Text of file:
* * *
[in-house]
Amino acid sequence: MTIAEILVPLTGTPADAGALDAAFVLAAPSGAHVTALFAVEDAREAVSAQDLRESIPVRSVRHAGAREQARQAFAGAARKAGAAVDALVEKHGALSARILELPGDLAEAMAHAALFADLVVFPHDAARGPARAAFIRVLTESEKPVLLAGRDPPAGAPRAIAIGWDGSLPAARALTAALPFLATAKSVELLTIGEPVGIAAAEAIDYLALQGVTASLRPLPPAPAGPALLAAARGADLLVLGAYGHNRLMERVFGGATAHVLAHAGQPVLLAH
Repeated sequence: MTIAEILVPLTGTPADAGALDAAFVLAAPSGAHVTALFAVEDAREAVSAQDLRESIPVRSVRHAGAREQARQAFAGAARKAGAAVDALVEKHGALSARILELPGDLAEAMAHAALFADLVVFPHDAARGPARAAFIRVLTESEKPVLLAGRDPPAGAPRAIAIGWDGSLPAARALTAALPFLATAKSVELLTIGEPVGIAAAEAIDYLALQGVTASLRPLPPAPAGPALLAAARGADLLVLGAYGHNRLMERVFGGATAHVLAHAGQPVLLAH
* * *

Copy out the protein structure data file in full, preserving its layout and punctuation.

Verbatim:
[in-house]
Amino acid sequence: MTIAEILVPLTGTPADAGALDAAFVLAAPSGAHVTALFAVEDAREAVSAQDLRESIPVRSVRHAGAREQARQAFAGAARKAGAAVDALVEKHGALSARILELPGDLAEAMAHAALFADLVVFPHDAARGPARAAFIRVLTESEKPVLLAGRDPPAGAPRAIAIGWDGSLPAARALTAALPFLATAKSVELLTIGEPVGIAAAEAIDYLALQGVTASLRPLPPAPAGPALLAAARGADLLVLGAYGHNRLMERVFGGATAHVLAHAGQPVLLAH
Repeated sequence: MTIAEILVPLTGTPADAGALDAAFVLAAPSGAHVTALFAVEDAREAVSAQDLRESIPVRSVRHAGAREQARQAFAGAARKAGAAVDALVEKHGALSARILELPGDLAEAMAHAALFADLVVFPHDAARGPARAAFIRVLTESEKPVLLAGRDPPAGAPRAIAIGWDGSLPAARALTAALPFLATAKSVELLTIGEPVGIAAAEAIDYLALQGVTASLRPLPPAPAGPALLAAARGADLLVLGAYGHNRLMERVFGGATAHVLAHAGQPVLLAH